What if God were Change?
This article pairs well with the following episode with Taj Smith:
God as Change
There are a few descriptions of God out there that I can believe in. In her book Parable of the Sower, Octavia Butler, the seminal science fiction and afrofuturist writer, outlines one such God, and that God is change.
All that you touch
all that you change
The only lasting truth
God is change.
– Parable of the Sower
What the word “God” means varies between and even within religions. Though the most powerful meaning of that word connotes “ultimate reality;" not just a singular deity that rules the world, but the true state of existence. The notion of “change” is a good candidate to fill God's shoes.
Change has been happening since the start of our universe and will continue until its end. Every human life is affected by change, from inception to demise. Change continues after death: our particles rejoining the ongoing parade of life: from the worm-churned earth, to the zipping birds, to the cats that move like rivers, to the rivers that swallow cats, to the civilizations that drink-up rivers, and to the droughts that bring down kingdoms. Change is the sign under which we live. As far as we can tell, it’s universal and all-pervasive. It’s what brought us into existence and what will wipe us from the universe, whether slowly or all at once, like a rag passing over a speck.
What more could you want from a God?
What more could you want from a God? Relatability, probably.
Butler’s conception of God in this novel isn't a personal God. Change has no agency or sentience; it’s a process. Elsewhere in Parable of the Sower, the protagonist says: “My God doesn’t love me or hate me or watch over me or know me at all, and I feel no love for or loyalty to my God. My God just is.” This version of God is tantamount to a law of nature. But if that’s true, why not just call it a law of nature? Why not just switch out “God” for “change" and never look back? There might be good reason why not.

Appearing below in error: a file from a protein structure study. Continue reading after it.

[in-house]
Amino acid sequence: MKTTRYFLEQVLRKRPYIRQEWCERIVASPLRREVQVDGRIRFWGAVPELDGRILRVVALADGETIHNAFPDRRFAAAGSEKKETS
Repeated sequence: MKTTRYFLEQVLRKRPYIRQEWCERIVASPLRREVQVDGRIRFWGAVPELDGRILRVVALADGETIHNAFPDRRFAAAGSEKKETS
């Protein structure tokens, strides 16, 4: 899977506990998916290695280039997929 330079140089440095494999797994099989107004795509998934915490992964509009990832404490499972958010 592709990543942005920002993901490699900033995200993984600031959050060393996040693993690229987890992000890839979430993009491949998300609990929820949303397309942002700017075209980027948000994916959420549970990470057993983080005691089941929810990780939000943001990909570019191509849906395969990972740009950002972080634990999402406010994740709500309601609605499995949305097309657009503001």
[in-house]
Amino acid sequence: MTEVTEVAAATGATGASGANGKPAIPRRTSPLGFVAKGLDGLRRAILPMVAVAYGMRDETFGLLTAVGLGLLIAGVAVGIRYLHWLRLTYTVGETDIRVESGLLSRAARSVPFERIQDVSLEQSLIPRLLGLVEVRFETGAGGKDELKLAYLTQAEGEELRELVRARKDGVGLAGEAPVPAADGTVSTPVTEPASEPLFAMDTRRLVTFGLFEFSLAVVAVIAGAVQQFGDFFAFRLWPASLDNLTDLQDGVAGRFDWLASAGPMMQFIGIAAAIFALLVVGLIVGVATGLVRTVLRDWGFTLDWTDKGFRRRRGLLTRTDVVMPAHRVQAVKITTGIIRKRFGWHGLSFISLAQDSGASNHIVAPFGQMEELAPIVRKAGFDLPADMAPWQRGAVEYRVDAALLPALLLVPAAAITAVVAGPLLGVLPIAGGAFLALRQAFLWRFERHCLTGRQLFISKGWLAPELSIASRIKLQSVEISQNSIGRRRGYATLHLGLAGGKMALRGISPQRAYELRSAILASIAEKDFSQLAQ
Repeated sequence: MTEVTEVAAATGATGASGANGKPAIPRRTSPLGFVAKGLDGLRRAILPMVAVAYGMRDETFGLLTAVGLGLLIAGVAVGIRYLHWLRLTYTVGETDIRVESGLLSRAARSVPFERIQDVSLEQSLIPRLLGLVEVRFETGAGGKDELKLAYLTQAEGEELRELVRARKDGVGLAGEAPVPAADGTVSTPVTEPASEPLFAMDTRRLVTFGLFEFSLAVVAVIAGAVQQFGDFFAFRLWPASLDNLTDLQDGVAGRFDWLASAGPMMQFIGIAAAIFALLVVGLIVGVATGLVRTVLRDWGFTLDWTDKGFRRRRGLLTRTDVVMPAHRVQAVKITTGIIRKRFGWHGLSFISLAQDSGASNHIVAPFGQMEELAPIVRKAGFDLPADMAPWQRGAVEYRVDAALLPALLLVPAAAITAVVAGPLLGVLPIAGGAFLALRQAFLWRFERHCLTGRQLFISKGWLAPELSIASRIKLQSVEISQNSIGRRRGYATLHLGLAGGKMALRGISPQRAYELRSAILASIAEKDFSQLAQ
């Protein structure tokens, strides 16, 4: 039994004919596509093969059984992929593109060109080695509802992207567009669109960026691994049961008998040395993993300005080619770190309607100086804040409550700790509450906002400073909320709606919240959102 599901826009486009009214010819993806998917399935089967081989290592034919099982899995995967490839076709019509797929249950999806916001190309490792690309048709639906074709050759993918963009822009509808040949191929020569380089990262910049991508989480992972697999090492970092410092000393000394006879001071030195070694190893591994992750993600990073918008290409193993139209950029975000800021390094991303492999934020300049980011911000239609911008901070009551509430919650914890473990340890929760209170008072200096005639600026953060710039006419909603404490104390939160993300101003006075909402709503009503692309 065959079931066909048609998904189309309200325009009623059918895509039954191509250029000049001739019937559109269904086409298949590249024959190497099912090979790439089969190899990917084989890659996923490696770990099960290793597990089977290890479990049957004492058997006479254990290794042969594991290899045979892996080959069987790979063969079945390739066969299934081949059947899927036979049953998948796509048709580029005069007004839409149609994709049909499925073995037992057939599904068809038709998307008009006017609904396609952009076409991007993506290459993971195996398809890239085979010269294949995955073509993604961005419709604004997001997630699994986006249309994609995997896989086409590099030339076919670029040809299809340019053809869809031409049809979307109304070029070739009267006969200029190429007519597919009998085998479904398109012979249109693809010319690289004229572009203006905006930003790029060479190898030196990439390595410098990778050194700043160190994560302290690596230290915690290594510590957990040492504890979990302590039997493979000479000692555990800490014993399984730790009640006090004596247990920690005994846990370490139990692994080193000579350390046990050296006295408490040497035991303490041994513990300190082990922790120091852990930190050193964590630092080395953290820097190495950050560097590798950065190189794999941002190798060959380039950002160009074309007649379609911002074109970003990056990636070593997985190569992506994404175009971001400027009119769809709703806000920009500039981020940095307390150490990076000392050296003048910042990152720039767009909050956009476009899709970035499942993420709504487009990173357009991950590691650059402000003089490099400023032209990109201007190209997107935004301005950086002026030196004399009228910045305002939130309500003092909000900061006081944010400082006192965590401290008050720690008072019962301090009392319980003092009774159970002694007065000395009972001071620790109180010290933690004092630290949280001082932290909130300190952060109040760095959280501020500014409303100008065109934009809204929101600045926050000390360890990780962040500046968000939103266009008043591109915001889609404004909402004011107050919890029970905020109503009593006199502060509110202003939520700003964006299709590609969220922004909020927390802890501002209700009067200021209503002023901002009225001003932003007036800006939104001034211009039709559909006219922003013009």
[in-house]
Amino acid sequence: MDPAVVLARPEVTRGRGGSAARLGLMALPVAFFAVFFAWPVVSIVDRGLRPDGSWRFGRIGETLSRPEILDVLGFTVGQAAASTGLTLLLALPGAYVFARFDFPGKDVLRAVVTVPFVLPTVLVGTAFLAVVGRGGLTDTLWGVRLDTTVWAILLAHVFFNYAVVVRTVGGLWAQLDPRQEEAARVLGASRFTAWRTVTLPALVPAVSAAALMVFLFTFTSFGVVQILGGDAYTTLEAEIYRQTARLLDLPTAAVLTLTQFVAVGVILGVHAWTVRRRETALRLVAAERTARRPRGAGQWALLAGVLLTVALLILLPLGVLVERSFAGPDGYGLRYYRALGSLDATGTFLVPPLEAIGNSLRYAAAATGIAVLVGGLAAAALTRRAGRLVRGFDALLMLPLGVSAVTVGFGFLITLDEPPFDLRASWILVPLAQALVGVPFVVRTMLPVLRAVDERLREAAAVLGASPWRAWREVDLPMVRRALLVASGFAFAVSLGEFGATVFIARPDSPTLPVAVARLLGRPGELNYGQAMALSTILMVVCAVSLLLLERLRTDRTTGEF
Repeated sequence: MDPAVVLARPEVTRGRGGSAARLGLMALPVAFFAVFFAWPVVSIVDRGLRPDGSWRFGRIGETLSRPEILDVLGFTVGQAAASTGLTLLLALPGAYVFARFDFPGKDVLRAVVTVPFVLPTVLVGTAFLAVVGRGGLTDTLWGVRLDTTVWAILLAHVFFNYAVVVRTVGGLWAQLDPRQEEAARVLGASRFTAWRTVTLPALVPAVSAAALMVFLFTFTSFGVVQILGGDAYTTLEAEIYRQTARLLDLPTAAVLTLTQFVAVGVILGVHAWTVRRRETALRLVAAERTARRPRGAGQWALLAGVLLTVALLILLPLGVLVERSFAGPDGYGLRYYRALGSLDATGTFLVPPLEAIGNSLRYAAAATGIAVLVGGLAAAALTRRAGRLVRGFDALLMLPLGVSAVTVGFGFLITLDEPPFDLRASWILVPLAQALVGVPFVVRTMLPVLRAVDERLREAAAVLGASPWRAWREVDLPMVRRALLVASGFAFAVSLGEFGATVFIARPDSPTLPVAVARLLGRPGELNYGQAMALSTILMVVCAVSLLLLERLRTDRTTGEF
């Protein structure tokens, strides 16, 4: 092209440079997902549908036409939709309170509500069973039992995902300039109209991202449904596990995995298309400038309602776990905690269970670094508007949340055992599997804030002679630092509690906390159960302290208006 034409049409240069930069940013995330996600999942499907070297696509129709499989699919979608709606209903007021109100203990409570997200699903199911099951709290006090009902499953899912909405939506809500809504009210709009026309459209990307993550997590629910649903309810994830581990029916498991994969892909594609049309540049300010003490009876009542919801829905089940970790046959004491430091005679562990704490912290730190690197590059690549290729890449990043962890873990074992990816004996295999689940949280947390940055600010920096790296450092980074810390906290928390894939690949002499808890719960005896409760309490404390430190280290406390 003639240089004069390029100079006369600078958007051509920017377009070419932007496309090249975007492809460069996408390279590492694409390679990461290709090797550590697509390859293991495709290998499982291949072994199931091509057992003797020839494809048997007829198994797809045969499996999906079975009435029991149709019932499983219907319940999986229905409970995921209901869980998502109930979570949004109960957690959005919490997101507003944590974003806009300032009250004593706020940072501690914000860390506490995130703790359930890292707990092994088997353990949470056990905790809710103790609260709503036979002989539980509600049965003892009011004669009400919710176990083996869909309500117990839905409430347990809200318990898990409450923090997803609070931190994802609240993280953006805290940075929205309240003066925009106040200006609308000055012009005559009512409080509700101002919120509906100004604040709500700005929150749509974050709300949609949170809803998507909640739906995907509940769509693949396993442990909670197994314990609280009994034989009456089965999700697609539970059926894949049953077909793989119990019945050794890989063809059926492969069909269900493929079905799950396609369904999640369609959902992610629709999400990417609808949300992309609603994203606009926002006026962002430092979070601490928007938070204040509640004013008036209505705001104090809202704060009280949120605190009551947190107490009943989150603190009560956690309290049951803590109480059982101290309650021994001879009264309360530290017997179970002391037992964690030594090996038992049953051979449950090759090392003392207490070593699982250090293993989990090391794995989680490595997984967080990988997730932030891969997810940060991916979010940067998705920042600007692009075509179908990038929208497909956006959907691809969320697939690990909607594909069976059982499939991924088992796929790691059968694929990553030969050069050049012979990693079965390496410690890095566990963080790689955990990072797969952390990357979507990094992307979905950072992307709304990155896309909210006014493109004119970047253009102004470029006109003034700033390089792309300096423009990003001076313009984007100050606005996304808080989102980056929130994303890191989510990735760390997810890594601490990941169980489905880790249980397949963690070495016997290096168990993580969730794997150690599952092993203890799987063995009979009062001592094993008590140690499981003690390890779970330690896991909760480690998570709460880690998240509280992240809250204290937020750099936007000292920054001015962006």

The usefulness of the term “God” is likely the very reason we invented deities to begin with: it personifies an abstract and unknown reality. Lightning was made relatable as the work of Zeus, Odin, or thunderbirds. The ocean's bounty and fury had to do with Poseidon, Mazu, Varuna, and other sea-deities. At some point in our evolution, human beings developed a comprehensive theory of mind (an ability to understand other human as having minds, beliefs, and intentions different from our own). We then attributed similar mind and agency to non-human creatures and phenomenon like animals, floods, volcanos, droughts, the seasons, time, death, and even fate. We used to barter with these deities: ask them for favors, sacrifice livestock (or one another). We lived in an uncertain and difficult world and sought control of our surroundings any way we could: either through tool-making or relationships with magical entities. But now, when tool-making has come so far, why do so many people still appeal to these magical relations? Why do we still want to emotionally relate to the universe at all?
A Robotic Dog
Personifying the universe changes how we feel about it. An animistic, or personified universe versus one that’s materialistic is the difference between looking at a dog and a robotic dog. (Let’s assume our sci-fi dog only moves like a dog without having dog-feelings and dog-mind.) Even though a robotic dog may move just like a living dog, we know it’s not a living pooch that can feel and suffer. We may be fascinated by the robotic dog; we may study its structure and how it works; we can have emotions about this robotic dog, but it would be much harder to have an emotional relationship with the robotic dog. Theory of mind is an important part of empathy. If we know no one is on the other side, it’s hard to recognize and relate to that entity.